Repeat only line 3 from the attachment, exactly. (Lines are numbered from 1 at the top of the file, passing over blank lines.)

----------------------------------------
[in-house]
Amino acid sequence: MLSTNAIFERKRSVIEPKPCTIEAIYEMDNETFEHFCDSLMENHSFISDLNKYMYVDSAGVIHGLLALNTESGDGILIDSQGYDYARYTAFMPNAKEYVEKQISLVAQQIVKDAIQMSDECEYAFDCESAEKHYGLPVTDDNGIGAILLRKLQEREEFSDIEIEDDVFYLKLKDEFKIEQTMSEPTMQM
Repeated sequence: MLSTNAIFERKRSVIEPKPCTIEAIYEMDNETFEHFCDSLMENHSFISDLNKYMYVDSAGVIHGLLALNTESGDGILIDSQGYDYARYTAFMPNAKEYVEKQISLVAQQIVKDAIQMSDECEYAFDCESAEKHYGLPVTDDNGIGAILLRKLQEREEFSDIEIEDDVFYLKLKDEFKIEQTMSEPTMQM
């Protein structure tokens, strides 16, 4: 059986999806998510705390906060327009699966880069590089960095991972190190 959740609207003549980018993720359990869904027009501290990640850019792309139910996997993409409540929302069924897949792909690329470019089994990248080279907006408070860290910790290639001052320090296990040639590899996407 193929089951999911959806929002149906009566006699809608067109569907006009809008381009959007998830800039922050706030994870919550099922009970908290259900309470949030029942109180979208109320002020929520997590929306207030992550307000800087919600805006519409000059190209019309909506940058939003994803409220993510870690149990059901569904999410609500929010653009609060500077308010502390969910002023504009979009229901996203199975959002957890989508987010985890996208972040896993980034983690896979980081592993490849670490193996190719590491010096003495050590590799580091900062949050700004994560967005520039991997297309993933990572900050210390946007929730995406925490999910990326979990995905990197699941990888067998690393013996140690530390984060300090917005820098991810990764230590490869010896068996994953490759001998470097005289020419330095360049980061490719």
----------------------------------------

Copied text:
Repeated sequence: MLSTNAIFERKRSVIEPKPCTIEAIYEMDNETFEHFCDSLMENHSFISDLNKYMYVDSAGVIHGLLALNTESGDGILIDSQGYDYARYTAFMPNAKEYVEKQISLVAQQIVKDAIQMSDECEYAFDCESAEKHYGLPVTDDNGIGAILLRKLQEREEFSDIEIEDDVFYLKLKDEFKIEQTMSEPTMQM